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May to voice concerns over Hong Kong rights violations in China

By Sara Shayanian
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May to voice concerns over Hong Kong rights violations in China
British Prime Minister Theresa May (L) stands next to Chinese Premier Li Keqiang as they listen to their respective national anthems during a welcoming ceremony in the Great Hall of the People in Beijing. Photo by Stephen Shaver/UPI | License Photo

Jan. 31 (UPI) -- British Prime Minister Theresa May vowed she would address human rights concerns in Hong Kong during her visit to China this week.

May, who embarked on a three-day trip to China, spoke to reporters before she flew out, saying she would speak about the issues to Chinese President Xi Jinping on Thursday during their dinner.

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"We believe that the future of Hong Kong should be a 'one country, two systems' future and we are committed to that," May said. Long a British colony, Hong Kong was transferred to Chinese control in 1997.

"I've raised this in the past with President Xi and he's shown commitment to that, but I will continue to raise it with him," May said. "That's the basis of the relationship, that we are able to raise those issues."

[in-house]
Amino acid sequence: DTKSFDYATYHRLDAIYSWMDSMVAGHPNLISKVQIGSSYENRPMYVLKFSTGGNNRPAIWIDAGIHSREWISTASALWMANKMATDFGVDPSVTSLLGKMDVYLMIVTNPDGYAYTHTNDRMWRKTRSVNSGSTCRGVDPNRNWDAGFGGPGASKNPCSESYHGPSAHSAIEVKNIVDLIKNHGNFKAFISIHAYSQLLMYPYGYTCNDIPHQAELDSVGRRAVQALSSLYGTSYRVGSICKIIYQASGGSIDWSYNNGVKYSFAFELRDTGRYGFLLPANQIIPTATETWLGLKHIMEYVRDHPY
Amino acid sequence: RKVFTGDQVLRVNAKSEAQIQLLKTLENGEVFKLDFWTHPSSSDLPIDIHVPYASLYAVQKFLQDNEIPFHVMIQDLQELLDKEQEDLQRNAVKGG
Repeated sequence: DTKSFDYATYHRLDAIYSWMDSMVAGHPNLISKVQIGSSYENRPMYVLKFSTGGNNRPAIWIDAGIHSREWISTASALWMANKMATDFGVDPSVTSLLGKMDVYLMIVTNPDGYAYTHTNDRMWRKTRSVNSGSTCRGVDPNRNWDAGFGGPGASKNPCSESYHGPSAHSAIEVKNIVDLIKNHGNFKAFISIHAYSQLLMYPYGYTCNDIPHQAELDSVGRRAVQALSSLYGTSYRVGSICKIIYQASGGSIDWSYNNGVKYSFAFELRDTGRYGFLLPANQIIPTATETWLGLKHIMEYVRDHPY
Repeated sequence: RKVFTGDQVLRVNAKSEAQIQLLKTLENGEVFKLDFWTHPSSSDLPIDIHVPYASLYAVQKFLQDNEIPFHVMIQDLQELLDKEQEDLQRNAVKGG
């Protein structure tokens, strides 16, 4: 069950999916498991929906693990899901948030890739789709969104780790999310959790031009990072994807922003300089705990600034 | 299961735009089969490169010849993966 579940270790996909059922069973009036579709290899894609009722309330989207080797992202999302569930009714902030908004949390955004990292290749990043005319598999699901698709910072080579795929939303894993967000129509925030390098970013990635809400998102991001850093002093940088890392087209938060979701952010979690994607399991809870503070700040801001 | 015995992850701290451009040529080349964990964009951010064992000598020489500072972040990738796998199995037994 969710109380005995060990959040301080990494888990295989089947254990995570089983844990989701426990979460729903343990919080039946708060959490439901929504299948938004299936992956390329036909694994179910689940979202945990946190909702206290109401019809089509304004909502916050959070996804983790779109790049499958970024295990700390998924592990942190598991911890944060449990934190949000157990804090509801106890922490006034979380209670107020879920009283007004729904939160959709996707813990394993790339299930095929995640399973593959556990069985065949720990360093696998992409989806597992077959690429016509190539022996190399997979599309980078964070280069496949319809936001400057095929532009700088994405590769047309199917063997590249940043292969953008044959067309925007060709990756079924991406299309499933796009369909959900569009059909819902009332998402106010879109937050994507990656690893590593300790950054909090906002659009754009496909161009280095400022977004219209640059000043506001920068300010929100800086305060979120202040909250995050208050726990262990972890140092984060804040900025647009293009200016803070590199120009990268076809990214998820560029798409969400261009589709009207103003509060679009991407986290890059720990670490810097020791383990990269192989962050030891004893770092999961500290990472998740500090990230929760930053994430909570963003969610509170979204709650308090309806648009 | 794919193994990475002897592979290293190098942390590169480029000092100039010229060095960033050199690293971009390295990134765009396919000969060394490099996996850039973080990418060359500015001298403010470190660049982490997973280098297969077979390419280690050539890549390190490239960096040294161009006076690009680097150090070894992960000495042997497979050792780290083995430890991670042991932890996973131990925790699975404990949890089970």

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Joshua Wong, Hong Kong's most prominent pro-democracy youth leader, asked May to speak to Xi about China's "relentless crackdown" in Hong Kong.

"Theresa May should speak out on Hong Kong during her visit to China instead of having an empty talk with Emperor Xi," Wong said on Wednesday.

Before the trip, May received a letter from former Hong Kong governor Lord Patten, who described the "increasing threats to the basic freedoms, human rights and autonomy which the people were promised" by China.

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May is not expected to publicly address the issue, as she is expected to travel to Beijing in hopes of securing a post-Brexit trade deal with China.

The prime minister has also not fully endorsed China's 'Belt and Road Initiative,' which aims to invest cash to build infrastructure across Asia and Europe.

"What I would like to see is, ensuring that we have transparency and international standards being adhered to, and I will be discussing that with my Chinese interlocutors," May said.

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